The Government’s effort to expand the legislative power of the Australia's spy agency, including the breadth of computers it can access under a single warrant, has been passed by the federal parliament despite heated debate in the lower house today.
The National Security Legislation Amendment Bill (No. 1) 2014 passed both houses of Parliament without a number of amendments aimed at limiting the amount of devices ASIO can access under one warrant, after Labor and the Palmer United Party voted with the Coalition to give the bill majority support.
In a heated debate, Greens and independent MPs again unsuccessfully attempted to implement amendments which would cap the number of devices ASIO can access with a single warrant at 20, following legal advice which suggested the current wording of the legislation meant ASIO could effectively use the provision to access the entire internet.
Both Justice Minister Michael Keenan and Shadow Attorney-General Mark Dreyfus echoed earlier comments by Attorney-General George Brandis, who argued that a limit would impose an unworkable burden on ASIO investigations.
“The definition of computer as relevant to ASIO warrants has been updated to reflect technical developments. The amendments are intended to do nothing more than honour the original, decades-old intentions for the warrant scheme in modern conditions,” Labor’s Drefyus said.
He argued the capability of Australia’s top spy agency should not be degraded by the legislative definition of ‘computer’ - which under the bill was expanded to include 'networks' of computers.
“Under the legislation, for a warrant to be issued there must be reasonable grounds to believe that access to the computer will substantially assist the collection of intelligence in respect to an important security matter. The legislation makes it clear warrants are to be expressed with precision and specificity," he said.
But the Government failed to clarify what it would define as a ‘network’.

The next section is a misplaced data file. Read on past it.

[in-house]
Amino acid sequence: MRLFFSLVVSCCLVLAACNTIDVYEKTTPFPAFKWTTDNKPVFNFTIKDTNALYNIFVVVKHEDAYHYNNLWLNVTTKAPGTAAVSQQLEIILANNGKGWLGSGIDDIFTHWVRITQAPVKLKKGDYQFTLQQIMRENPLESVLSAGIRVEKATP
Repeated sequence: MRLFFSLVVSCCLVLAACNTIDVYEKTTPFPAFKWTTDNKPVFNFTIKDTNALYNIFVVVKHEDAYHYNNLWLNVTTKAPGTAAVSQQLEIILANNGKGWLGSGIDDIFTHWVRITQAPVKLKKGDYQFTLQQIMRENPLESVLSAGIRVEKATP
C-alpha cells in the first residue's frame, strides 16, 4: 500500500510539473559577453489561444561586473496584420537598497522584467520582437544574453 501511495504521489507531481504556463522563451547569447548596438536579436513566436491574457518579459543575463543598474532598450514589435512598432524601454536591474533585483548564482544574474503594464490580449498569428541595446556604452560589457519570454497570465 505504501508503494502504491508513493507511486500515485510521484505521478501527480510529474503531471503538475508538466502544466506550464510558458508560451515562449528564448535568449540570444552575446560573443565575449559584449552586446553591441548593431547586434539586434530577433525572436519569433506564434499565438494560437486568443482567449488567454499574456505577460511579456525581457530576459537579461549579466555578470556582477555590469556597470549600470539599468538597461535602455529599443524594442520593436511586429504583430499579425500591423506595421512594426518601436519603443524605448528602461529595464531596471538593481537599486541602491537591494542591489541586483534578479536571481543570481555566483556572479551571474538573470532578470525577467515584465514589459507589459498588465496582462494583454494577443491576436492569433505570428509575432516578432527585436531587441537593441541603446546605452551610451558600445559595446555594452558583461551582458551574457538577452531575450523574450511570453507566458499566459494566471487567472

In response to repeated questions by dissenting Greens MP Adam Bandt, Justice Minister Michael Keenan answered only that ASIO was subject to Attorney-General guidelines which require the agency to intrude into individual privacy as little as possible and collect only intelligence relevant to an investigation.
The handful of Greens and independent MPs who voted against the bill angrily criticised the Government for attempting to rush the legislation through in order to capitalise on a period of community fear in relation to terrorism.
“If this bill goes through, all you need is one warrant to access every computer on [a] network. And if you read the legislation as it is, the internet is a network or network or a combination of networks, so a single warrant can access the entire internet,” Bandt argued.
Bandt argued that the new law could also catch innocent citizens who are on the same network as a suspect.
“I don’t believe anyone sitting at home on their iPad or jumping on a computer at work who has done nothing wrong should be the subject of a warrant simply because someone on that network is a subject of a warrant,” he said.
“We accept that there may be a case for saying the definition of computer networks need to be updated, but we want to limit the number of devices that can be accessed from a single warrant to 20. That should be more than ample to cover the need for any single warrant served for a particular person.
“If Labor and the Government refuse to support a sensible limit on the number of the devices that can be accessed from one warrant ... it is [then] absolutely crystal clear that an unlimited number of devices can be accessed from one warrant.”
Bandt and the Greens were supported by independents Andrew Wilkie and Cathy McGowan, and in principle by Labor MP Melissa Parks who abstained from a vote.
Wilkie said the Government’s bill was “disgraceful” and constituted some of the farthest-reaching reforms in Australia’s history.
“We have good ministers most of the time. But what about when we have a bad minister, or when someone wants to overreach and go further? These laws will allow that minister to go much further than the reassuring words of the Government and the Opposition today.”
Labor's Parks said the provision was the equivalent of a physical search warrant for a house that “allows you to search a number of other arbitrary houses”.
The bill is the first of three tranches of legislation the Government plans to introduce on national security.
The third, to be introduced before the end of the year, will include controversial mandatory data retention imposed on Australia's internet service providers and telecommunications companies.